In an interview, journalist Fehim Taştekin answered the questions of the chief editor of the news platform +Gerçek, Ergun Babahan, and evaluated Turkey’s stance on the invasion of Ukraine. MedyaNews is presenting a summary of the interview.
Why is Putin blacking out the media within Russia, if he is thinking that Russia is ethically and morally righteous on their invasion of Ukraine?
That’s the first thing done when a country goes to war, whether Russia or any other country. There is the approach that sees the smallest criticism as a threat to the operation and national integrity. This mindset is typical, not just for Russia but for almost all countries.
For example, Russian media outlets have been shut down in Europe, and also for journalists as well. For instance, a French journalist’s social media accounts have been suspended. No country fails to do propaganda for their sake in case of a war. In the West, not everything is democratic and fair as we think it is.
That’s why I am not surprised by what has happened in Russia. Russia is already a very strict country. But, despite this, in Russia, over 100 journalists and over 200 intellectuals and artists have taken a very clear stance against war. In this sense, I can admit that the people in Russia have shown a more progressive attitude against war than in Turkey.
In Turkey, everyone who stood against the war against Kurds in Syria and elsewhere have been violently muzzled. People have lost their jobs, been put in jail, and forced into exile.
In a tweet, the ex Russian Foreign Minister stated that the peace negotiations in Belarus are not taken seriously by Putin, as he assigned “second class” diplomats to Belarus.
Regarding the peace negotiations that are going to take place in Antalya between the Russian FM Lavrov, Ukrainian FM and Turkish FM Çavuşoğlu, is there a better opportunity for peace?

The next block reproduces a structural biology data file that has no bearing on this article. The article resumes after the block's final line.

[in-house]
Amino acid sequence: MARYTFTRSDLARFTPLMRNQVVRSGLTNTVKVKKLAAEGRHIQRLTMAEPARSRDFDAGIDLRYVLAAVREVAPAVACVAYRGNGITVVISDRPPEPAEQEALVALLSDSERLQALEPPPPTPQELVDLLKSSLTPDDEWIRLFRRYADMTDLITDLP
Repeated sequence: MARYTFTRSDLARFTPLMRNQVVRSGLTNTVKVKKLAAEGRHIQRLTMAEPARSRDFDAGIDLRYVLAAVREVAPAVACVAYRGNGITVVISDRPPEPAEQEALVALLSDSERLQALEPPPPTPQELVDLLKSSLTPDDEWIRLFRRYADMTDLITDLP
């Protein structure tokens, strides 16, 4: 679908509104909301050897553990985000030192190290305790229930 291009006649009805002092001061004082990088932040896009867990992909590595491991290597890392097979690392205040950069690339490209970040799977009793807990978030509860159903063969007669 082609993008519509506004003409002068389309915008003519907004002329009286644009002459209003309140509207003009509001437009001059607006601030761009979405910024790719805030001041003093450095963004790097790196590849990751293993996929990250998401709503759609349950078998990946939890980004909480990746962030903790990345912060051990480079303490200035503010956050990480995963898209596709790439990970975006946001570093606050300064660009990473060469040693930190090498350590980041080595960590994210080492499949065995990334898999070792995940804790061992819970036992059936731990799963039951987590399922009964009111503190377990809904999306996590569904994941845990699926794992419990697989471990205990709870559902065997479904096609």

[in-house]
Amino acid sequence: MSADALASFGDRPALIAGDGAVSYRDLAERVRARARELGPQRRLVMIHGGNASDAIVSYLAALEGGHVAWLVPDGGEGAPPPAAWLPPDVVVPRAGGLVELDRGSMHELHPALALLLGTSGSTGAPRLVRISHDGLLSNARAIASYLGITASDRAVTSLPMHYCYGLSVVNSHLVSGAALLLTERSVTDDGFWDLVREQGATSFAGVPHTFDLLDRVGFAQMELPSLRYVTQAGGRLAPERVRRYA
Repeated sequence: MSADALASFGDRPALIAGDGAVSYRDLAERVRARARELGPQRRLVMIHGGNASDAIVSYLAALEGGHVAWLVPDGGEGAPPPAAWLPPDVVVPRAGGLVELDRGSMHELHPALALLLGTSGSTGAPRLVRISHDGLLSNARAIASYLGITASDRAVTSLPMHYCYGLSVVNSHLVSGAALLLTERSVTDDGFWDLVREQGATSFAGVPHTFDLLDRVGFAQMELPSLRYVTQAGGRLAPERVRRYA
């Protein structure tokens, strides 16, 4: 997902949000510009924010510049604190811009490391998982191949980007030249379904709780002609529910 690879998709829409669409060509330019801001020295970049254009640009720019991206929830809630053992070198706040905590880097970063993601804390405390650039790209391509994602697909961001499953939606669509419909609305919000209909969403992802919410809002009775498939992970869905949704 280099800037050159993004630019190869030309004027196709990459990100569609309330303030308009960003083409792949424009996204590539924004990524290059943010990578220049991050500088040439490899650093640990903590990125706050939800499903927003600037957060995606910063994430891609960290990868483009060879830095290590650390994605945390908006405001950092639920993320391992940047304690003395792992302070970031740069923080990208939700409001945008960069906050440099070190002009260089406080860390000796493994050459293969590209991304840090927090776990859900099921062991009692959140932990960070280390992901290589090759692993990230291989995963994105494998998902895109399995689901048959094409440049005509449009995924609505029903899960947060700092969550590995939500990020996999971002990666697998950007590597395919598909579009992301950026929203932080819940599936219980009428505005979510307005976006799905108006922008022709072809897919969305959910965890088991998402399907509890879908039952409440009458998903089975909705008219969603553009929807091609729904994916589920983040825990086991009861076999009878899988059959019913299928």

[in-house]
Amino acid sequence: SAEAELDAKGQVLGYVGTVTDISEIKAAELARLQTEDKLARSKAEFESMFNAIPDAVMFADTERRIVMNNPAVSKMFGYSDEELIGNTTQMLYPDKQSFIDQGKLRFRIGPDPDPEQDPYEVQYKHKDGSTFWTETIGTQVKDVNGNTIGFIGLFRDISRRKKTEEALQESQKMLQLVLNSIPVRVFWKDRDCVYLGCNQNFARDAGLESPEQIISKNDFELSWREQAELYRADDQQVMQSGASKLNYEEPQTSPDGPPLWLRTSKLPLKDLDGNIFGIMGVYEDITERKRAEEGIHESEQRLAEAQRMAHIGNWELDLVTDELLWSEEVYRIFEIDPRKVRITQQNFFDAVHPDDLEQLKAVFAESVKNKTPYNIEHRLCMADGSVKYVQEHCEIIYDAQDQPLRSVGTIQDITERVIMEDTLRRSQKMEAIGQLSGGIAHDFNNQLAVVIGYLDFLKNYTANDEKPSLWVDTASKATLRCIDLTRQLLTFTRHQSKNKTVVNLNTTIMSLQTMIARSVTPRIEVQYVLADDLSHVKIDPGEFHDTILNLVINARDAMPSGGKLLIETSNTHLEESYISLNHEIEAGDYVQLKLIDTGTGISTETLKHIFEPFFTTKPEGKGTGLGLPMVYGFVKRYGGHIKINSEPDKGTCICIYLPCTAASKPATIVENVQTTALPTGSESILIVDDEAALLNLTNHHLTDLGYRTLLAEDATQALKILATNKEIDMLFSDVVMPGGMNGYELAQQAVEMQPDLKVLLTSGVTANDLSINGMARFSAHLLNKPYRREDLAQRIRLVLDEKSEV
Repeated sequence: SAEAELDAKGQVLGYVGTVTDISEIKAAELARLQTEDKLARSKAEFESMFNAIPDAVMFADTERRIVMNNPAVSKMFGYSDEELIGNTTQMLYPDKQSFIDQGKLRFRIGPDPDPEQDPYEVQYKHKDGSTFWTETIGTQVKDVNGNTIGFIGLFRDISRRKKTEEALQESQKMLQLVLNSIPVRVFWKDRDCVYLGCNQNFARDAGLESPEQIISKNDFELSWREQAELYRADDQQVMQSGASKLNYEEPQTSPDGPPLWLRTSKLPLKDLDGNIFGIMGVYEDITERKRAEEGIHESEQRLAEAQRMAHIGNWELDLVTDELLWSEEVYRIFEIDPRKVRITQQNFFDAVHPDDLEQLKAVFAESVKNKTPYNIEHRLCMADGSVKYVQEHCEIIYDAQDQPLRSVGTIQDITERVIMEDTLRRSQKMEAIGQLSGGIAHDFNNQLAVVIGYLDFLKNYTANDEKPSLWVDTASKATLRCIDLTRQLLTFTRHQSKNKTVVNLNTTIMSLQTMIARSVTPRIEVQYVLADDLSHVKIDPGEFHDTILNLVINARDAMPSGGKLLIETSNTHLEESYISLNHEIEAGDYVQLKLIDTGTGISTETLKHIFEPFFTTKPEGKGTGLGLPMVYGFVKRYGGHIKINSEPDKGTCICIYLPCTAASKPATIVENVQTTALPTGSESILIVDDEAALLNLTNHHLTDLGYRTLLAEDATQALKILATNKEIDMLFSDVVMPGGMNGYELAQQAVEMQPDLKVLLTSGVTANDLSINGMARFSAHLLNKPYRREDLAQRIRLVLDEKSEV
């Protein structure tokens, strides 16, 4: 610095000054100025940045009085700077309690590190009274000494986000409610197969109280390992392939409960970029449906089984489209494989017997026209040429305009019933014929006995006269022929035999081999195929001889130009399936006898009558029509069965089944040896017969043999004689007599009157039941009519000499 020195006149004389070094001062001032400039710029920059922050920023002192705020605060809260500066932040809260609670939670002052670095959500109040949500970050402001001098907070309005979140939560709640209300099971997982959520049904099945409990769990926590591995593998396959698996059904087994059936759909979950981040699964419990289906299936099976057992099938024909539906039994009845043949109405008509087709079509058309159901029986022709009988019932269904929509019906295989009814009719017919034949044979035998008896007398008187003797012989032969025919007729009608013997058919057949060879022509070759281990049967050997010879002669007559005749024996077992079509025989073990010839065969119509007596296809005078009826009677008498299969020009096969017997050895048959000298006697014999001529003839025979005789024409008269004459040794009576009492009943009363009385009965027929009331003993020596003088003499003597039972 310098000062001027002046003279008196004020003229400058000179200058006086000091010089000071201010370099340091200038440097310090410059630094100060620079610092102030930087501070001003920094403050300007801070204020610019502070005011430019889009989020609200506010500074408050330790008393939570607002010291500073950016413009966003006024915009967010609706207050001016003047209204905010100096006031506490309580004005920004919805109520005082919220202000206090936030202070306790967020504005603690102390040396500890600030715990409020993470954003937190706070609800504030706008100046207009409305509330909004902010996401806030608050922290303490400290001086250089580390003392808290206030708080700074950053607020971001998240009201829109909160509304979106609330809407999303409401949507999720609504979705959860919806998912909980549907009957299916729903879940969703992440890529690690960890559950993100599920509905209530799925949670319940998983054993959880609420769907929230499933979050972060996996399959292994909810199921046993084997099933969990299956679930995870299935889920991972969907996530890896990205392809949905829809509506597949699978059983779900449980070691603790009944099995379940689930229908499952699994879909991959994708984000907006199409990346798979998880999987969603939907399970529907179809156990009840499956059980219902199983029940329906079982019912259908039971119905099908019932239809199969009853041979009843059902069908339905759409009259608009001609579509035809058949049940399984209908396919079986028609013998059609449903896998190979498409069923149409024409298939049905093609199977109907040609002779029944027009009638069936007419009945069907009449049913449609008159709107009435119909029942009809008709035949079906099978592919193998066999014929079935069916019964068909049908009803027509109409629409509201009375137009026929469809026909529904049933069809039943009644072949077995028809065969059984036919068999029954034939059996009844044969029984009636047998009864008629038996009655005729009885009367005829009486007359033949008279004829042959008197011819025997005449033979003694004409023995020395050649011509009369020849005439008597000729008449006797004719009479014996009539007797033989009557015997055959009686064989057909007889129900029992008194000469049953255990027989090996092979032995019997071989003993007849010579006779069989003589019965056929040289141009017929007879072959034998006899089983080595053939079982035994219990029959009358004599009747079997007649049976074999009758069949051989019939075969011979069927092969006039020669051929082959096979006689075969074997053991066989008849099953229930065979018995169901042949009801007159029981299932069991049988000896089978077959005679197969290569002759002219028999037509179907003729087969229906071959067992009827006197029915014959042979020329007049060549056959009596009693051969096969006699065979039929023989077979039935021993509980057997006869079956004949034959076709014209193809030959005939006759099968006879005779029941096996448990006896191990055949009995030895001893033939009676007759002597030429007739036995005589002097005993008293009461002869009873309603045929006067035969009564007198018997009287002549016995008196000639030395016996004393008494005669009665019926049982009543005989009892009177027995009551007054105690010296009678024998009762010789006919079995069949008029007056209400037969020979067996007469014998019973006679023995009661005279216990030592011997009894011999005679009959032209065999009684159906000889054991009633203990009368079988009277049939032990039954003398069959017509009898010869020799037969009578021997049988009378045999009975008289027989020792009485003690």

This opportunity has been made possible by the conciliation of Erdoğan and Çavuşoglu, who have been in touch with Putin and Zelensky. This is important because this will be the first high-level contact between the two sides. We cannot know what to expect, but it is very important to have an open channel for peace negotiations.
Turkey is following a very different and cold-blooded strategy. On the one hand, they infuriated Russia with the delivery of the Bayraktar combat drones. On the other hand, they are not implementing sanctions against Russia in an effort to turn the crisis into an opportunity.
Erdoğan actually revealed how they are trying to capitalize on the opportunity by saying that they are not accepting the sanctions implemented upon Russian businesses, implying the Russian oligarchs. In a sense, he is inviting the Russian oligarchs to Turkey, who are no longer welcome in Europe.
Three cities draw attention as new points of interest for Russian Oligarchs, Tel Aviv, Istanbul and Dubai. In a logical sense, the United Arab Emirates’, Israel’s and Turkey’s approaches to Russia are suitable for such a thing. These three centres are very convenient for Russian oligarchs in a geopolitical sense. That’s why it is clear that Erdoğan is trying to utilize this as an opportunity, considering Turkey’s current foreign currency crisis.
Russia is so big geographically, and they are suppliers of many products and raw materials, some up to 50 per cent. But global trade can not be stopped, as war is not an obstacle for trade. After a period of turbulence, new trade channels are revealed.
New trade channels will be opened. Presumably, Erdoğan is going to want to make use of this situation, as he would like to turn Russia into an opportunity going into the elections in 2023. That’s why he is trying not to infuriate Putin and taking the initiative with a curfew.
Selçuk Bayraktar’s (producer of the infamous Bayraktar TB-2 combat drones and the son-in-law of Erdoğan) strong support for Zelenskyy and Ukraine, unlike his father-in-law, should be angering Putin after all.
In January of this year, during Erdoğan’s last visit to Ukraine, the cooperation between the two countries regarding the production of the Bayraktar drones improved immensely. Ukraine and Turkey will produce the drones from then on. Production of the Turkish drones had faced some sanctions by the west along the way. This turned the cooperation with Ukraine into a great opportunity for Turkey.
Turkey is afraid of losing Ukraine’s partnership because Turkey can not manufacture some essential parts of the Bayraktar drones alone, such as the engine and the optics. Actually, the most important components of the drones are being produced by Ukraine. A break in this supply chain would certainly make Selçuk Bayraktar and Erdoğan sad.